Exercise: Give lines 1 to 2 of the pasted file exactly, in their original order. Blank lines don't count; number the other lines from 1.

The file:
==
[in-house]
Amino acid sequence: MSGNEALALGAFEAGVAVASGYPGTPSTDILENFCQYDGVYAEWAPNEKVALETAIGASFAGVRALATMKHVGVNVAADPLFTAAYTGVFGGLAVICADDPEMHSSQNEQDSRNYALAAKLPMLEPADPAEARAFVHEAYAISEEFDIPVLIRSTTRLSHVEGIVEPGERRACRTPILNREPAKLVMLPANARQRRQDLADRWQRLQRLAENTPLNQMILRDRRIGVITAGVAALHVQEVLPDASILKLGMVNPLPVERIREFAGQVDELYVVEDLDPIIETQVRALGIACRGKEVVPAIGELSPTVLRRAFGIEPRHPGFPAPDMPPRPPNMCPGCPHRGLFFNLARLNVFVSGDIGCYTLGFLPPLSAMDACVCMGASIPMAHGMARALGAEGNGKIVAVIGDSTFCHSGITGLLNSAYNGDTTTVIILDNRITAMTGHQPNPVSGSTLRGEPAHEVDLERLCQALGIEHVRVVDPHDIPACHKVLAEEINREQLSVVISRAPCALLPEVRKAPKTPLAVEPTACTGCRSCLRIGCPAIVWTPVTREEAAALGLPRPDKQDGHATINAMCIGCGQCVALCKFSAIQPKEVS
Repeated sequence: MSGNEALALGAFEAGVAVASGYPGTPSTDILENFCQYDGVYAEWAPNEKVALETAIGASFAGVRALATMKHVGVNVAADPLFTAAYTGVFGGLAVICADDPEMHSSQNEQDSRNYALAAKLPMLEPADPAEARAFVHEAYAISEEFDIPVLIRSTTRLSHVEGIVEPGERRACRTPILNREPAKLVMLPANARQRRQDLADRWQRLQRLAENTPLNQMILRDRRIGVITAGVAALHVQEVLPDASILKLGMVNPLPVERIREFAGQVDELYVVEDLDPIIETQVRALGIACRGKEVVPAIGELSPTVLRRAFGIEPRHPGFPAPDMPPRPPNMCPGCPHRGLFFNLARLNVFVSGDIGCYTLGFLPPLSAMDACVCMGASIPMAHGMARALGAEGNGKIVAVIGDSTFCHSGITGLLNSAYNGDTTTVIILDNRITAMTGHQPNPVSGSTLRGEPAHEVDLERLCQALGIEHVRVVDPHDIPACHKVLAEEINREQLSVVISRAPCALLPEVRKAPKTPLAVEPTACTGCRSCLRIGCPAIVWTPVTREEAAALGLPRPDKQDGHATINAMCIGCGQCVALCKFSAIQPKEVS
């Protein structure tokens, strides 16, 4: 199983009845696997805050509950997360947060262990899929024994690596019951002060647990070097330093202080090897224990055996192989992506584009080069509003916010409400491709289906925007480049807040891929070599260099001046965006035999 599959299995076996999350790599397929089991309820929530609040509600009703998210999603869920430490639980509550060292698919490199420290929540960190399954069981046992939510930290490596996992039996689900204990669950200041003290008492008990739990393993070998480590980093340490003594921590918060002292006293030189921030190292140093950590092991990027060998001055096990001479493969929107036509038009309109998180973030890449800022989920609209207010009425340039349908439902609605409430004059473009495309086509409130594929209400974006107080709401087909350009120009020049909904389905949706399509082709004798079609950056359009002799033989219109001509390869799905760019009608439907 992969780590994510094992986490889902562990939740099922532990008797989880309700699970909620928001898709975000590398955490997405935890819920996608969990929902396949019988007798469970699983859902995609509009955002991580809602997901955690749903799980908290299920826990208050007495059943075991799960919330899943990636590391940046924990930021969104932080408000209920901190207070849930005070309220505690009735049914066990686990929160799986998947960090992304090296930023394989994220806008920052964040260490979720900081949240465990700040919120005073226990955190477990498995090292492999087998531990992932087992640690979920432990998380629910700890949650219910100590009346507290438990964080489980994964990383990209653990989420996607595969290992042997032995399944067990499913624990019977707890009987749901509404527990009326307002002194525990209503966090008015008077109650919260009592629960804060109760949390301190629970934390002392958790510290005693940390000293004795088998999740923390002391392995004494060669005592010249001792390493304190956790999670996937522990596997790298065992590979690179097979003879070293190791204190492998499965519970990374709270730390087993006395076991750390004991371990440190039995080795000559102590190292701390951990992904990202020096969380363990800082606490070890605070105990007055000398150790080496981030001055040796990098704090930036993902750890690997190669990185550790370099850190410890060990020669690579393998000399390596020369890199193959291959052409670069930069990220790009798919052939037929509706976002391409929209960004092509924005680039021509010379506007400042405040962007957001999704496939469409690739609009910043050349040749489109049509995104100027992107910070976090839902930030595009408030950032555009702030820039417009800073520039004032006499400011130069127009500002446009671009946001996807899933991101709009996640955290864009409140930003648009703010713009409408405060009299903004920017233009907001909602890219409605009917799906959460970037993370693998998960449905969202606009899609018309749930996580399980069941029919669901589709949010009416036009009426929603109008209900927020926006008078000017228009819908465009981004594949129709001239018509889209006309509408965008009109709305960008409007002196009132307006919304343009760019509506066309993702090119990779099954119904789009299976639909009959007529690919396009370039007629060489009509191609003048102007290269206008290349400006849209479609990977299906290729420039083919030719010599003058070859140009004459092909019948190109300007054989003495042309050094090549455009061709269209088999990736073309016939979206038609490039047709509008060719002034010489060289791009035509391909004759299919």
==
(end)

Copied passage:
[in-house]
Amino acid sequence: MSGNEALALGAFEAGVAVASGYPGTPSTDILENFCQYDGVYAEWAPNEKVALETAIGASFAGVRALATMKHVGVNVAADPLFTAAYTGVFGGLAVICADDPEMHSSQNEQDSRNYALAAKLPMLEPADPAEARAFVHEAYAISEEFDIPVLIRSTTRLSHVEGIVEPGERRACRTPILNREPAKLVMLPANARQRRQDLADRWQRLQRLAENTPLNQMILRDRRIGVITAGVAALHVQEVLPDASILKLGMVNPLPVERIREFAGQVDELYVVEDLDPIIETQVRALGIACRGKEVVPAIGELSPTVLRRAFGIEPRHPGFPAPDMPPRPPNMCPGCPHRGLFFNLARLNVFVSGDIGCYTLGFLPPLSAMDACVCMGASIPMAHGMARALGAEGNGKIVAVIGDSTFCHSGITGLLNSAYNGDTTTVIILDNRITAMTGHQPNPVSGSTLRGEPAHEVDLERLCQALGIEHVRVVDPHDIPACHKVLAEEINREQLSVVISRAPCALLPEVRKAPKTPLAVEPTACTGCRSCLRIGCPAIVWTPVTREEAAALGLPRPDKQDGHATINAMCIGCGQCVALCKFSAIQPKEVS